Facebook App Looks Promising for FB Stock: Is it Enough to Get Investors Excited?
A recent survey from Consumer Intelligence Research Partners revealed that Facebook (NASDAQ: FB) is dominating the mobile arena.
It is notable enough to mention that the Facebook app defeated even the search engine giant, Google (NASDAQ: GOOG), along with other high-profile brands like Twitter (NYSE: TWTR), LinkedIn (NYSE: LKND) and Pandora (NYSE: P). FB's app won 45% nods from respondents in the survey when asked what was the most frequently used apps.
Facebook app juices up FB stock?
While findings from the survey look somewhat attractive, it may not be able to save an ailing FB stock - since October, the shares have slid over 12%, causing investors to sit up and pay closer attention to the social networking mogul's activities.
Even so, declining shares does not warrant the same time kind of panic seen during FB's IPO in May 2011. One of the reasons why this happened can be attributed to the then-subpar FB app. As a result, the stock plunged but the situation gradually improved as its founder quickly re-strategized and focused his efforts on mobile, which net him considerable pay-off and reassured investors' interest.
Things truly started to pick up during Q3 as FB's revenue spiked at 60% to $2.02 billion, surpassing initial estimates of $1.91 billion. This was mainly due to the popularity and viability of the FB app which propelled the company further into mobile superstardom, netting profits amounting to 49% of overall advertising revenues from mobile sources, a commendable improvement over Q2's 41%.
Trouble in the horizon
With such upward trends, investors are sure to get excited over FB stock (NASDAQ: FB), right? Not really. Investors are said to get jittery over David Ebersman's (the company's CFO) statement, saying that the ads that can be placed in the mobile app is limited. This is due to the limitation of real estate on mobile devices, which is apparent when compared to ads that can be placed on the website when viewed from a PC, for example.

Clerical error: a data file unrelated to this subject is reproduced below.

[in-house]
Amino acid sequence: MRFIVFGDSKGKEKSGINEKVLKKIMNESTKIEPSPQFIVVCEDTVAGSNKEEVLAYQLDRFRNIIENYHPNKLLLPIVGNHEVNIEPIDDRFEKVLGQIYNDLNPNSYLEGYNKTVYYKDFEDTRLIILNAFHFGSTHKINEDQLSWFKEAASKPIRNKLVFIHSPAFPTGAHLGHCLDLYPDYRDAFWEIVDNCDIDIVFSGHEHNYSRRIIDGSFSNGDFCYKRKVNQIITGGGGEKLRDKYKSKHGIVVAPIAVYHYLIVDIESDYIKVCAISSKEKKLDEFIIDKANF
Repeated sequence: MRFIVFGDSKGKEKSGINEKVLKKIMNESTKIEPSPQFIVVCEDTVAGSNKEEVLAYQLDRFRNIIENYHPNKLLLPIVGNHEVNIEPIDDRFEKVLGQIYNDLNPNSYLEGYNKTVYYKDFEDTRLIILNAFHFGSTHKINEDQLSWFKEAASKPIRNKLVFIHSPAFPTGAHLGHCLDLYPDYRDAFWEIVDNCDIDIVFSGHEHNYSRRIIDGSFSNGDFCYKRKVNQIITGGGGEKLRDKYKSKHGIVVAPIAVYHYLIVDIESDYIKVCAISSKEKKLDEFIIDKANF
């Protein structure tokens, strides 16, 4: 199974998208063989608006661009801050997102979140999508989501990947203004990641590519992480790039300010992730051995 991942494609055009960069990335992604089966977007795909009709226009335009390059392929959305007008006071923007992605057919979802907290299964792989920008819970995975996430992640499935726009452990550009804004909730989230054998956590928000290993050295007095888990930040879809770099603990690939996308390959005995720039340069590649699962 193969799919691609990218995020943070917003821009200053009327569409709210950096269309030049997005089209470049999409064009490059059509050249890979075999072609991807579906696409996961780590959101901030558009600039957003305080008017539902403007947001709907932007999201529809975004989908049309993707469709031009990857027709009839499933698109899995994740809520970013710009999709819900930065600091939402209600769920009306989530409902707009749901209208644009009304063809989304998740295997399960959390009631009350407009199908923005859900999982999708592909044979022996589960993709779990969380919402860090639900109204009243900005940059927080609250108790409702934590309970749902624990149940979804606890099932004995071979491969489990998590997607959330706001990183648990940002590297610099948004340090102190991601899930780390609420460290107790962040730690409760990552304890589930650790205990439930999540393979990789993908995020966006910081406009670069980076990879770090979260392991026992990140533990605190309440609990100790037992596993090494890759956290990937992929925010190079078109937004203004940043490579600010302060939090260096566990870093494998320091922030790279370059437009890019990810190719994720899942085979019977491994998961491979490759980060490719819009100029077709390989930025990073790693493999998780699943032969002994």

On top of that, interest in FB's app from teens may be dwindling especially since most youths are now jumping ship to other apps like SnapChat. It was reported that one of the major reasons behind this surge of enthusiasm is that teenagers were not very happy about Facebook's privacy issues, and instead prefer the semi-privacy and spontaneousness of SnapChat (the app allows uses to send messages that delete itself upon few seconds after reading).
Things weren't all rosy and sweet-smelling for Facebook on the app front. The Poke Facebook app didn't catch on and died a premature death, at least as far as its popularity is concerned. It all started when SnapChat was introduced to the masses last July, which quickly rose to the top of the App Store chart. Coincidentally (or not so), Facebook released its Poke app which mirrors most of what SnapChat does. It competed with SnapChat for a while, but popularity died quickly after people realized it could be a blatant clone of SnapChat. Things got worse when news sources leaked that the Poke app was only built in 12 days.
Is Facebook's Mark Zuckerberg stretching himself too thin?
After acquiring Instagram, Facebook reportedly offered SnapChat founders a massive $3 billion in cold hard cash in exchange for the company, but 23-year-old Eric Spiegel, its co-founder, refused the bid as he believes he can yet tap a bigger potential from his brand.
Then, too long later, Facebook representatives met with Blackberry to discuss a potential bid. The Canadian-based Blackberry executives flew themselves to California for the meeting which allows them to judge just how interested is Facebook in acquiring the ailing smartphone manufacturer. Besides Facebook, Google and Microsoft are said to have cast their eyes towards Blackberry's potential. As of today, there are no confirmations as to whether the deal will materialize. Facebook is still juggling the viability of buying over Blackberry, much like the way hoteliers judge the profitability of turning a new 20 foot container into a hotel room.
With news like this, investors wonder if Facebook is stretching itself too thin in its bid to grow faster than light speed.
Recently, sources revealed that David Ebersman unloaded $43 million worth of his shares, which constitutes 9% of his Facebook holdings. He profited handsomely, receiving $47 per share. This stock sale is thought to be the largest one yet by a CFO for the past ten years. Was it a coincidence, or could there be something more to this that we do not yet realize? This isn't necessarily a bearish sign but Facebook investors may want to take note and take the next step, be it based on gut feelings or insider tips.
The following article is from one of our external contributors. It does not represent the opinion of Benzinga and has not been edited.